Source: Chicago Tribune
James Wells, former Newberry Library expert, dies
James Wells (Newberry Library photo)
By Graydon Megan,,
Special to the Tribune
LibrariesHistoryUniversity of ChicagoColumbia UniversityWest Virginia UniversityNorthwestern University
Obituary: James Wells was known as a real bookman.
Obituary: 'He was one of the most important rare book specialists in the U.S.' In more than 30 years with Chicago's Newberry Library, James W. Wells gained a wide reputation as an authority on the history of printing, typography and calligraphy.
"He was one of the most important rare book specialists in the U.S. from the late 1950s through the 1970s," said Paul Gehl, the George Amos Poole III Curator of Rare Books with the Newberry. Gehl said Mr. Wells was known as a real bookman — the term for such a specialist used by those in the field.
He had an inexhaustible knowledge and a remarkable memory for every book that ever passed through his hands.
- Alice Schreyer, interim director of the University of Chicago Library
"He was in so many ways the epitome of the old-fashioned bookman," said Alice Schreyer, interim director of the University of Chicago Library. "He had an inexhaustible knowledge and a remarkable memory for every book that ever passed through his hands."
A bookman looks at the physical characteristics of books, which Schreyer said can include "former ownership, bindings, typefaces — things that distinguish them as physical artifacts as well as conveyors of information. He was just a fount of knowledge."
Mr. Wells, 96, died of natural causes Monday, Sept. 1, in Chicago's Warren Barr Gold Coast, where he had resided for several years.
He was born and grew up in West Virginia. After earning an undergraduate degree from Northwestern University, he went on to Columbia University, where he got a master's degree in English.
He taught English at West Virginia University for a year, then held a fellowship before his academic career was interrupted by service in World War II in the Navy Reserve. He returned to Columbia after the war to study and teach before receiving a Fulbright fellowship that took him to London to study for two years.
"He used to say he set out to … study and teach Victorian literature," Gehl said. But along the way, Mr. Wells shifted his focus from the stories in books to the books themselves.
"This happens to people who start out with an academic interest and then move into the library world," Gehl said.
In London, Mr. Wells met the late printing historian and typographer Stanley Morison, who had a connection with the Newberry and recommended Mr. Wells for a post there.
The independent Newberry Library offers readers and researchers an extensive noncirculating collection of rare books, maps, music, manuscripts and other printed material spanning six centuries.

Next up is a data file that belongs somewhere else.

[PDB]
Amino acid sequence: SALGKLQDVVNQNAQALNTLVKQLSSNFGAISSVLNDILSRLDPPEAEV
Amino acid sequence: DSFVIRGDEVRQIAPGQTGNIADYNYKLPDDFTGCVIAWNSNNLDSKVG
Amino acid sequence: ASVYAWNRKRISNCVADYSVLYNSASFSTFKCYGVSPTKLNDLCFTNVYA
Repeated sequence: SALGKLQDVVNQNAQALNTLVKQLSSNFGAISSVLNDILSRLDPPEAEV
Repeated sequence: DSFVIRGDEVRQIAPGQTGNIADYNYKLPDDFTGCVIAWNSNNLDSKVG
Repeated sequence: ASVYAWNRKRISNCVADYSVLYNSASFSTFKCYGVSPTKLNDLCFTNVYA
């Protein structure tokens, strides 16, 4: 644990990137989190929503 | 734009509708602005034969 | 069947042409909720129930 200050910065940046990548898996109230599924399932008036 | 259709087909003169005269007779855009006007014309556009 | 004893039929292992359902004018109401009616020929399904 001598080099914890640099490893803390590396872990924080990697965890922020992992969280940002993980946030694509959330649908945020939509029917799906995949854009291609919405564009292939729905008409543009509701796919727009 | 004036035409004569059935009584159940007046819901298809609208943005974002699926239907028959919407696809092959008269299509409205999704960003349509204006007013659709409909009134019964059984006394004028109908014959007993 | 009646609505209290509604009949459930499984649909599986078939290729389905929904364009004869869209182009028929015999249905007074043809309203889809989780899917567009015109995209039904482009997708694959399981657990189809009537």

"He started as curator of our specialized collection on the history of printing," Gehl said. In 1951, Mr. Wells became custodian of the John M. Wing Foundation on the History of Printing, a post Gehl took on after Mr. Wells retired in 1984.
Mr. Wells had several jobs at the Newberry, including a stint as custodian of the Rare Book Room in 1963. The next year he became the library's associate director. In 1975 he became vice president and in 1981 added the title of George Amos Poole III Curator of Rare Books and Manuscripts.
Mr. Wells worked closely with area collectors to bring a number of important collections to the Newberry. A landmark in Mr. Wells' career came in 1964 when he was instrumental in the library's acquisition of the Louis H. Silver Collection of English and Continental early and first editions.
Gehl said Mr. Wells did important work not only in helping the library acquire rare and antiquarian books but also in the acquisition of important map collections and in the collection of modern literary manuscripts.
Mr. Wells made regular book-buying trips to Europe. "He knew so many legendary figures (in the field) and he had great stories about everybody," Schreyer said.
Gehl noted that Mr. Wells played a key role in drumming up support for the Newberry as it and other nonprofits found themselves facing dwindling endowments.
"They had to shift a lot of attention to fundraising," Gehl said. "Jim was in the first generation of special collection librarians who did that."
As part of that effort, Mr. Wells created the Newberry Library Associates when few libraries had those kinds of supporting membership groups.
Mr. Wells was a longtime member of the Caxton Club of Chicago, founded by and for book lovers in 1895. He joined the club in 1951, the same year he came to Chicago and began his Newberry career.
In a 2007 profile in the club's journal, Mr. Wells described himself as a "reader, not a collector."
But Schreyer said Mr. Wells did have some collectible volumes, not all of which went to the Newberry. "Jim was the quintessential example of sharing and generosity that exists in this community," Schreyer said.
While he was an important person and supporter of Newberry, she said, he was also a "very good friend of the University of Chicago Library."
"In some of his gifts the Newberry may have had first picks," Schreyer said, "but the University of Chicago also got some wonderful things from him as well."
There are no immediate survivors.
Mr. Wells will be remembered with an exhibit and party at the Newberry next year.